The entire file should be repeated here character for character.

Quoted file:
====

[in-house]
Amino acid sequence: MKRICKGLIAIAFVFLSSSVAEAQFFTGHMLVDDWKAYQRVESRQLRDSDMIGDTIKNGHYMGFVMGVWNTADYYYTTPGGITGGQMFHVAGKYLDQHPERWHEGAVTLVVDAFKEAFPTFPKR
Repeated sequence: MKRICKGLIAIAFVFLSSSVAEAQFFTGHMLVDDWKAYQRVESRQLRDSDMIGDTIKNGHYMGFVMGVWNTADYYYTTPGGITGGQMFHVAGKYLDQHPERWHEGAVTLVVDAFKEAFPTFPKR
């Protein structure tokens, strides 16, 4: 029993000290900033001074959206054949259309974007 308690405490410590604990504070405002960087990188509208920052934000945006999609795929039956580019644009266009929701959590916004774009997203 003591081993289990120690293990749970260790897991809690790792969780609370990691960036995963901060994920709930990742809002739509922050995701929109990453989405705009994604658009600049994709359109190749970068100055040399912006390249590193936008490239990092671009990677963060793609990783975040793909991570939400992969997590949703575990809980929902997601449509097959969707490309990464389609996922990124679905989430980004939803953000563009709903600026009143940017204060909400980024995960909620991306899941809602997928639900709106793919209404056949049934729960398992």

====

[in-house]
Amino acid sequence: MKRICKGLIAIAFVFLSSSVAEAQFFTGHMLVDDWKAYQRVESRQLRDSDMIGDTIKNGHYMGFVMGVWNTADYYYTTPGGITGGQMFHVAGKYLDQHPERWHEGAVTLVVDAFKEAFPTFPKR
Repeated sequence: MKRICKGLIAIAFVFLSSSVAEAQFFTGHMLVDDWKAYQRVESRQLRDSDMIGDTIKNGHYMGFVMGVWNTADYYYTTPGGITGGQMFHVAGKYLDQHPERWHEGAVTLVVDAFKEAFPTFPKR
């Protein structure tokens, strides 16, 4: 029993000290900033001074959206054949259309974007 308690405490410590604990504070405002960087990188509208920052934000945006999609795929039956580019644009266009929701959590916004774009997203 003591081993289990120690293990749970260790897991809690790792969780609370990691960036995963901060994920709930990742809002739509922050995701929109990453989405705009994604658009600049994709359109190749970068100055040399912006390249590193936008490239990092671009990677963060793609990783975040793909991570939400992969997590949703575990809980929902997601449509097959969707490309990464389609996922990124679905989430980004939803953000563009709903600026009143940017204060909400980024995960909620991306899941809602997928639900709106793919209404056949049934729960398992």